…A lot of shows have plot holes, and The Handmaid’s Tale is no exception. I will not go into detail here. But I will say that they are coming faster and with more frequency. Where Atwood’s novel (aka Season 1) is a tightly wound tale in a finite setting whose pieces fit nicely together, each subsequent season frays this rope. Where characters once acted and behaved according to the personalities Atwood established, they begin to deviate in ways that seem more plot-serving than character-oriented. The show’s writers need to get Person A from point 1 to 2, so they introduce situation X, a situation that goes beyond the limits of the world already established (i.e. plot hole). Or they introduce decision point Y, which keeps the wheels of plot moving but don’t seem true to character or setting. I read a shit-ton of books. I am a forgiving person in plot-hole land. But the series has become too much. It has lost touch with the ground it grew from and now floats in the sky above, the ground only in sight. Nothing is interesting when everything is possible…
(7) MEMORY LANE.
1984 – [Compiled by Cat Eldridge.]
This novel was published by Bantam the same year R.A. MacAvoy won the Astounding Award for Best New Writer. I’m very fond of her as she would write The Black Dragon series, Tea with the Black Dragon and Twisting the Rope.
Our Beginning this Scroll is from the first novel of the Damiano series and it too is called Damiano. It was published by Bantam Books in 1984 with the cover illustration by Jim Burns.
It is a fantastic series and the Beginning which follows gives you a taste of what this novel and the series as a whole is like. So let’s get started…
A string buzzed against his fingernail; the finger itself slipped, and the beat was lost. Damiano muttered something that was a bit profane.
“The problem isn’t in your hand at all. It’s here,” said Damiano’s teacher, and he laid his ivory hand on the young man’s right shoulder. Damiano turned his head in surprise, his coarse black ringlets trailing over the fair skin of that hand. He shifted within his winter robe, which was colored like a tarnished brass coin and heavy as coins. The color suited Damiano, whose complexion was rather more warm than fair.
“My shoulder is tight?” Damiano asked, knowing the answer already. He sighed and let his arm relax. His fingers slid limply across the yew-wood face of the liuto that lay propped on his right thigh. The sleeve of the robe, much longer than his arm and banded in scarlet, toppled over his wrist. He flipped the cloth up with a practiced, unconscious movement that also managed to toss his tangle of hair back from his face. Damiano’s hand, arm, and shoulder were slim and loosely jointed, as was the rest of him.
“Again?” he continued. “I thought I had overcome that tightness months ago.” His eyes and eyelashes were as soft and black as the woolen mourning cloth that half the women of the town wore, and his eyes grew even blacker in his discouragement. He sighed once more.
Raphael’s grip on the youth tightened. He shook him gently, laughing, and drew Damiano against him. “You did. And you will overcome it again and again. As many times as it crops up. As long as you play the instrument. As long as you wear flesh.”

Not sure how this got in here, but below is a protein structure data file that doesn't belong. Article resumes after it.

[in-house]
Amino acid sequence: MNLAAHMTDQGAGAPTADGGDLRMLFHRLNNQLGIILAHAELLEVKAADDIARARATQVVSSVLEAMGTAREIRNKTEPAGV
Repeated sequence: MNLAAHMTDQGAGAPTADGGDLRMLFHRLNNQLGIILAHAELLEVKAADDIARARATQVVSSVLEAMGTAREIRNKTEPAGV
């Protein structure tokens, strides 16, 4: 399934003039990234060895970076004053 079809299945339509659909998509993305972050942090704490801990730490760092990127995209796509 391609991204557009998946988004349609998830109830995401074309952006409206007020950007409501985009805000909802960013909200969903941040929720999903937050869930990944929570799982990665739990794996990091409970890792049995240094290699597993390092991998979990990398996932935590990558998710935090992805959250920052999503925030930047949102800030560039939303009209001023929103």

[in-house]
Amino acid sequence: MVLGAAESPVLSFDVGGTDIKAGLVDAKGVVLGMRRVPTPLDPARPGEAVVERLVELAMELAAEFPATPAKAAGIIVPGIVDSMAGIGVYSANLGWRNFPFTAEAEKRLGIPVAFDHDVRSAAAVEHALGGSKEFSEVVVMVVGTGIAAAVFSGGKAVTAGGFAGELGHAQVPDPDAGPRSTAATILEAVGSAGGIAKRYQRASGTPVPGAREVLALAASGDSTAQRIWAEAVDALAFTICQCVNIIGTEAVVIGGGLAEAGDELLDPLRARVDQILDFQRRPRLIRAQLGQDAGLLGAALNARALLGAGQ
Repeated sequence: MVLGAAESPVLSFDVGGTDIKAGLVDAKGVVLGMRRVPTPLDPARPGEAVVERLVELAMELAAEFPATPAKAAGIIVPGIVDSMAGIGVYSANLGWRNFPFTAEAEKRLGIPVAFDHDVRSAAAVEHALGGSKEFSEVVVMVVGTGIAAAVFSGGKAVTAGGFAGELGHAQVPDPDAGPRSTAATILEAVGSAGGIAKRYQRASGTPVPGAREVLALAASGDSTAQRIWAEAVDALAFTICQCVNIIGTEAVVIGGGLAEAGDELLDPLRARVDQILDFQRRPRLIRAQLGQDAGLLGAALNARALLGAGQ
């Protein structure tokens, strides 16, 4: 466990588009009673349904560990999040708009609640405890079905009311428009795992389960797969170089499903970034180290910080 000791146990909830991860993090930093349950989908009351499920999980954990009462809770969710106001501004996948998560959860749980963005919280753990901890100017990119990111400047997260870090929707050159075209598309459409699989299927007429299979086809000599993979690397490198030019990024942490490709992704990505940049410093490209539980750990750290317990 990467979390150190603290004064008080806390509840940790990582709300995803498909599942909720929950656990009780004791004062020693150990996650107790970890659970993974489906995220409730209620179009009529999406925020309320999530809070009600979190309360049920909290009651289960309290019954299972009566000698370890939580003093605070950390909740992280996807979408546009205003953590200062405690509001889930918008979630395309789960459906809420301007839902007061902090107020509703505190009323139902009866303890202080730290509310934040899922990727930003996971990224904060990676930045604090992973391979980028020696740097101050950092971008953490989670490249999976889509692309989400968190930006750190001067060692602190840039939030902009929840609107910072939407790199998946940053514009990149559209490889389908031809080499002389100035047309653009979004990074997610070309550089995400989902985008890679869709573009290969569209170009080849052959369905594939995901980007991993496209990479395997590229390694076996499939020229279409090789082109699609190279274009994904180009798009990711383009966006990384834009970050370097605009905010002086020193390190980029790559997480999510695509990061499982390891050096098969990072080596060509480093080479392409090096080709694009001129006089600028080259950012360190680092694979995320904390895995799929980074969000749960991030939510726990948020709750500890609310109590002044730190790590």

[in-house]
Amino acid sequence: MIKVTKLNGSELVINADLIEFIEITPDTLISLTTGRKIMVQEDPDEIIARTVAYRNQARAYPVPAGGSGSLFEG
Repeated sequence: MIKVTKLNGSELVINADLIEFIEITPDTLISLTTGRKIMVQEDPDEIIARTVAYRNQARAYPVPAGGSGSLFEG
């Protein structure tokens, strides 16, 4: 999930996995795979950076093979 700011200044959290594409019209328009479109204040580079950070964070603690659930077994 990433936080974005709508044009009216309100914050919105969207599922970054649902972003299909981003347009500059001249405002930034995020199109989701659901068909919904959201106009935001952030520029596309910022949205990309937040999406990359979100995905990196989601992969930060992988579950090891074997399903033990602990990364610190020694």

Damiano glanced up. “As long as I … Well, in that case may I fight my problem a good hundred years! Is that why you never make mistakes, Seraph? No flesh?” His toothy smile apologized for the witticism even as he spoke it. Without waiting for an answer, he dropped his eyes to the liuto and began to play, first the treble line of the dance, then the bass line, then both together.
Raphael listened, his eyes quiet, blue as lapis. His hand still lay on Damiano’s shoulder, encouraging him. Raphael’s great glistening wings twitched slightly with the beat of the music. They caught the cloudy daylight and sent pearly glints against the tiles of the wall.
Damiano played again, this time with authority, and smoothly passed the place where he had to change the meter—two strokes, very fast, plucked by the middle finger. When he was done, he looked up, his face flushed with success, his lower lip red because he’d been biting down on it.
(8) TODAY’S BIRTHDAYS.
[Compiled by Cat Eldridge.]
- Born May 15, 1856 — L. Frank Baum. I adore The Wizard of Oz film and I’m betting you know that it only covers about half of the novel which is a very splendid read indeed. I’ll confess that I never read the numerous latter volumes in the Oz franchise, nor have I read anything else by him. Nor have I seen any of the later adaptations of the Oz fiction. What’s the rest of his fiction like? There is, by the way, an amazing amount of fanfic out here involving Oz and some of it is slash which is a really, really scary idea. (Died 1919.)
- Born May 15, 1877 — William Bowen. His most notable work was The Old Tobacco Shop, a fantasy novel that was one runner-up for the inaugural Newbery Medal in 1922. He also had a long running children’s series with a young girl named Merrimeg whom a narrator told her adventures with all sorts of folkloric beings. (Died 1937.)
- Born May 15, 1926 — Anthony Shaffer. His genre screenplays were Alfred Hitchcock’s Frenzy and Robin Hardy’s The Wicker Man. Though definitely not genre, he wrote the screenplays for a number of most excellent mysteries including the Agatha Christie-based Evil Under the Sun, Death on the Nile, and Murder on the Orient Express. (Died 2001.)